If this option is	used several times, the	last one will be used.

	      Example:
	       curl --retry-max-time 30	--retry	10 https://example.com

	      See also --retry.

       --retry <num>
	      If a transient error is returned when curl tries	to  perform  a
	      transfer,	 it  will retry	this number of times before giving up.
	      Setting the number to 0 makes curl do no retries (which  is  the
	      default).	 Transient  error  means either: a timeout, an FTP 4xx
	      response code or an HTTP 408, 429, 500, 502, 503 or 504 response
	      code.

	      When  curl  is about to retry a transfer,	it will	first wait one
	      second and then for all forthcoming retries it will  double  the
	      waiting  time until it reaches 10	minutes	which then will	be the
	      delay between the	rest of	the retries.  By  using	 --retry-delay
	      you   disable  this  exponential	backoff	 algorithm.  See  also
	      --retry-max-time to limit	the total time allowed for retries.

	      Since curl 7.66.0, curl will comply with	the  Retry-After:  re-
	      sponse  header if	one was	present	to know	when to	issue the next
	      retry.

	      If this option is	used several times, the	last one will be used.

	      Example:
	       curl --retry 7 https://example.com

	      See also --retry-max-time.

       --sasl-authzid <identity>
	      Use this authorisation identity (authzid), during	SASL PLAIN au-
	      thentication,  in	addition to the	authentication identity	(auth-
	      cid) as specified	by -u, --user.

	      If the option is not specified, the server will derive  the  au-
	      thzid  from  the authcid,	but if specified, and depending	on the
	      server implementation, it	may be used to access  another	user's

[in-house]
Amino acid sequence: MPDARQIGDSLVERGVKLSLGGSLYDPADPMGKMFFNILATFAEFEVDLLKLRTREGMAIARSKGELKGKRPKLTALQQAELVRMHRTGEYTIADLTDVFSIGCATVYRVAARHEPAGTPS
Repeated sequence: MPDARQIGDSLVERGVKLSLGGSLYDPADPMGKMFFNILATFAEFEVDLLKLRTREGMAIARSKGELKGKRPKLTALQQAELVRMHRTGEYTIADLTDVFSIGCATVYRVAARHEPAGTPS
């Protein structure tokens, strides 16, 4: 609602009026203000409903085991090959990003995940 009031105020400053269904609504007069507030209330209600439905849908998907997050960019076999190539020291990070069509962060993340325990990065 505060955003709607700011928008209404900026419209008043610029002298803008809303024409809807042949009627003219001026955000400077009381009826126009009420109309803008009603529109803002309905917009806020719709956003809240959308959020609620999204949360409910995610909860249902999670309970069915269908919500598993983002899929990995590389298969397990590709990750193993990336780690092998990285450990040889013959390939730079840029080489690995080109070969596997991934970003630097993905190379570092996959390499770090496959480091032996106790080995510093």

inbox,  that  the	 user  has been	granted	access to, or a	shared
	      mailbox for example.

	      Example:
	       curl --sasl-authzid zid imap://example.com/

	      See also --login-options.	Added in 7.66.0.

       --sasl-ir
	      Enable initial response in SASL authentication.

	      Example:
	       curl --sasl-ir imap://example.com/

	      See also --sasl-authzid. Added in	7.31.0.

       --service-name <name>
	      This option allows you to	change the service name	for SPNEGO.

	      Examples:	  --negotiate	--service-name	 sockd	  would	   use
	      sockd/server-name.

	      Example:
	       curl --service-name sockd/server	https://example.com

	      See also --negotiate and --proxy-service-name. Added in 7.43.0.

       -S, --show-error
	      When used	with -s, --silent, it makes curl show an error message
	      if it fails.

	      This option is global and	does not need to be specified for each
	      use of -:, --next.

	      Example:
	       curl --show-error --silent https://example.com

	      See also --no-progress-meter.

       -s, --silent
	      Silent  or  quiet	mode. Do not show progress meter or error mes-
	      sages. Makes Curl	mute. It will still output the	data  you  ask
	      for, potentially even to the terminal/stdout unless you redirect
	      it.

	      Use --show-error in addition to this option to disable  progress
	      meter but	still show error messages.

	      Example:
	       curl -s https://example.com

	      See also -v, --verbose, --stderr and --no-progress-meter.

       --socks4	<host[:port]>
	      Use the specified	SOCKS4 proxy. If the port number is not	speci-
	      fied, it is assumed at port 1080.	Using this  socket  type  make
	      curl  resolve  the  host	name and passing the address on	to the
	      proxy.

	      This option overrides any	previous use of	-x, --proxy,  as  they
	      are mutually exclusive.

	      This  option is superfluous since	you can	specify	a socks4 proxy
	      with --proxy using a socks4:// protocol prefix.

	      Since 7.52.0, --preproxy can be used to specify a	SOCKS proxy at
	      the  same	time --proxy is	used with an HTTP/HTTPS	proxy. In such
	      a	case curl first	connects to the	SOCKS proxy and	then  connects
	      (through SOCKS) to the HTTP or HTTPS proxy.

	      If this option is	used several times, the	last one will be used.

	      Example:
	       curl --socks4 hostname:4096 https://example.com

	      See also --socks4a, --socks5 and --socks5-hostname.

       --socks4a <host[:port]>